WESG Proves That eSports Are Big Business

The spectator aspect of eSports has exploded during the last year thanks to high-profile competitions and an incredible amount of money pouring into the industry. With millions and millions of dollars going to support tournaments and their ever-growing prize pools, eSports are on the brink of a major breakthrough with mainstream audiences as well. They’ve already proven huge in international markets but this excitement could also translate to the US audience. And one of games helping to lead this movement is Counter-Strike: Global Offensive.

The Time Is Now…

It’s a huge time right now for CS:GO with multiple major tournaments either wrapping up or about to start. The first World Electronic Sports Games tournament recently finished after nearly a year’s worth of games and other international tournaments are coming to a close as well before we begin the 2017 season. These tournaments have been taking place all around the world and boast some of the biggest prizes the sport has ever seen.

CS: GO is easily one of the hallmark eSports games and has begun to rival even StarCraft in terms of its popularity as a competitive title. There’s a reason that CS:GO headlines most of the major tournaments and has been a constant in competitive gaming since it began as a Half-Life mod back in 1999. Today, CS:GO has its own professional league, ELEAGUE, which was founded in May 2016. The inaugural champions were OpTic gaming and as of this writing, the 2017 season has started with ELEAGUE finishing its first Major with the finals set to be broadcast on TBS.

Counter-Strike is also one of the main attractions at the World Electronic Sports Games. The WESG CS:GO finals concluded with a whopping $800,000 top prize going to Team EnVyUs and $400,000 going to Team Kinguin for second place. The $800,000 top prize was the largest cash prize in Counter-Strike history and could set a precedent for the kind of rewards eSports professionals will expect in the future. This was part of a total prize pool of an insane $5.5 million that was spread between the different competitions. WESG included separate tournaments for CS:GO, Dota 2, Hearthstone, and Starcraft II with $1.46 million of that going to CS:GO alone. Despite only holding its debut tournament last year, WESG has quickly become one of the premier eSports titles.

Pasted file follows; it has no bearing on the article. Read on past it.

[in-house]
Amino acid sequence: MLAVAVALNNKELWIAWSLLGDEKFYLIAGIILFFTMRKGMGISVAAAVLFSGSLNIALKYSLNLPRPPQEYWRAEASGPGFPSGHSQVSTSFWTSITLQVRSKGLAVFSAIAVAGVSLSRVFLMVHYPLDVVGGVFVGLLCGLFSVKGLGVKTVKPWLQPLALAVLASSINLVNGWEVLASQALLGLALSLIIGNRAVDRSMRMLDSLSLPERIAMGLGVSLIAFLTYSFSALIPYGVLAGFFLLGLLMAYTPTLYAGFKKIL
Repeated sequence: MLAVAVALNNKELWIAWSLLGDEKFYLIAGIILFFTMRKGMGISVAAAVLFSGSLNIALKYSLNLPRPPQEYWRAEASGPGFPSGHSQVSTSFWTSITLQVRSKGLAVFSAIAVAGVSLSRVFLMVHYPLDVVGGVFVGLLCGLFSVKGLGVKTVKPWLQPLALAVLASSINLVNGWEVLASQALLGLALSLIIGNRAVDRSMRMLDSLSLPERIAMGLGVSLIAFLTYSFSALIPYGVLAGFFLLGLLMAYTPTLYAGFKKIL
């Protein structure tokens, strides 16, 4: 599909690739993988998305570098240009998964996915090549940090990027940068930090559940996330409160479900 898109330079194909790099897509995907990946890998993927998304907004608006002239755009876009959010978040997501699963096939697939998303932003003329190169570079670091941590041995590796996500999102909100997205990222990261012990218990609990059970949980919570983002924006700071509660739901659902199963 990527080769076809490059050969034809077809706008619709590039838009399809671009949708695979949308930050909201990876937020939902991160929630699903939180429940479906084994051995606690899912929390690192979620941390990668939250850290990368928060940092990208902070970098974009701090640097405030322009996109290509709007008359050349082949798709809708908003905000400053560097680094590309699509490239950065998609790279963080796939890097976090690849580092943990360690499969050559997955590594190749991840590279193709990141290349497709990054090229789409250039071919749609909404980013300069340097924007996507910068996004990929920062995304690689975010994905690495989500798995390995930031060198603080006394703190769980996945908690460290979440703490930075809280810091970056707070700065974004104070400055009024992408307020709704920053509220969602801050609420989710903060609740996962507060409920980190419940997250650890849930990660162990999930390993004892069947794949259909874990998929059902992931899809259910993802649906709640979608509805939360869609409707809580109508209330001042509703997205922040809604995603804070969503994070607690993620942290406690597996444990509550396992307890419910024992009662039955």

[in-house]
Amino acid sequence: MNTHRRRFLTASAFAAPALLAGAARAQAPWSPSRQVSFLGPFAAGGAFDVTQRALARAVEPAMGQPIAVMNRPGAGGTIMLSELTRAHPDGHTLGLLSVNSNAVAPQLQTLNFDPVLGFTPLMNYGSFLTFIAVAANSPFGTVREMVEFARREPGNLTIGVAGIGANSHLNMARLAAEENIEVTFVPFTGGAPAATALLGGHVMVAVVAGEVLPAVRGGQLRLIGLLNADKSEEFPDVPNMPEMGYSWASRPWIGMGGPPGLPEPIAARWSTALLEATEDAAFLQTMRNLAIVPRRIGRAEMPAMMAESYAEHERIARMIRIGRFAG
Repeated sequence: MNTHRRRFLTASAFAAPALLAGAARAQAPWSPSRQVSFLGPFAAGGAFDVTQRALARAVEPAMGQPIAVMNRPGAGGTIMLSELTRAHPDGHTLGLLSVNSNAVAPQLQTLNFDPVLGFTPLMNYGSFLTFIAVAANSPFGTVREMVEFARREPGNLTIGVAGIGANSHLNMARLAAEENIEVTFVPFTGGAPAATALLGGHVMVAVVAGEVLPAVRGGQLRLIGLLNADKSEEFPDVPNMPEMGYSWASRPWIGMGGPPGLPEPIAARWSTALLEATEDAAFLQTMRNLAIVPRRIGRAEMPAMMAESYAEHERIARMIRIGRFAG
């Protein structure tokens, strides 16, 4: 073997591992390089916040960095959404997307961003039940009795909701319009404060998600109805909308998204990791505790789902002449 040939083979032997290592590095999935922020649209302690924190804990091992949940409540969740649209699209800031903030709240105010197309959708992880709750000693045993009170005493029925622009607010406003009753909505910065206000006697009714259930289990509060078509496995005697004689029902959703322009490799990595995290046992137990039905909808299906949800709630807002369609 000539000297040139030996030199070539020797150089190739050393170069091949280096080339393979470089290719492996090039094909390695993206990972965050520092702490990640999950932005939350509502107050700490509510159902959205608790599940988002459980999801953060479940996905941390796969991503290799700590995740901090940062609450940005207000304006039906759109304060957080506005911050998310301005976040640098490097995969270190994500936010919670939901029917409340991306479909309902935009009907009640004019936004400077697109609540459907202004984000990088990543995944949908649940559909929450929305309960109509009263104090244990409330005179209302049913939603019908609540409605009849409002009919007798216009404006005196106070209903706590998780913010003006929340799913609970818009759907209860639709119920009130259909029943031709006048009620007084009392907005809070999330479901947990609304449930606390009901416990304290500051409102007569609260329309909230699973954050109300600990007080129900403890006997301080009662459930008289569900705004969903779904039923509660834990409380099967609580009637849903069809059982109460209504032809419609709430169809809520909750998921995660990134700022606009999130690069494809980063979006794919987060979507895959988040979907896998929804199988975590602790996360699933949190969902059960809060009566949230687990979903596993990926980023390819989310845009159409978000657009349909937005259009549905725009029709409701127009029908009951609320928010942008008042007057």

Huge Money From Alibaba Makes WESG One Of The Biggest

Much of this is because of an initial investment of $150 million from Alibaba (basically China’s version of Amazon). The tournament sponsor has provided the necessary funds to immediately make WESG one of the biggest tournaments in the world while taking the steps to ensure it won’t be going anywhere anytime soon. The competition is currently based in Changzhou (outside of Shanghai) and committed to a 10-year agreement with the city, which keeps the WESG in China for the foreseeable future. China has quickly established itself as one of the biggest hubs in competitive gaming and has managed to bring in some of the best teams from across the world.

But it isn’t just WESG making news. America’s burgeoning eSports leagues are also getting in on the action. The first ELEAGUE Major is wrapping up soon, and the finals are around the corner. The Atlanta, GA-based league also boasts a $1 million prize pool, which, while not as large at the one at WESG, is still more than a little impressive. Try comparing that to Germany’s Dreamhack tournament that only gives out a $50,000 prize to the winners. Of course, that’s not to say $50,000 is small by any means, but the fact that it pales in comparison to other tournament prizes speaks to just how large eSports has really become.

Finally Making Onto TV!

It’s safe to stay that eSports are no longer merely some niche competition, especially when it comes to the international market. Whether it’s CS:GO or other popular games like Dota2 and Starcraft, the sport has become a sensation. It’s even gone so far as to receive its own televised events on major networks like ESPN. It’s estimated that over 70 million people worldwide watch eSports and that number is likely to grow in the future as the popularity of streaming and the use of platforms like Twitch continue to become more widespread.

Though they’ve been around for a while, eSports have never been bigger and they’re definitely here to stay. As we gear up for another year of exciting competitions, the prize pools and the audiences will only continue to grow.

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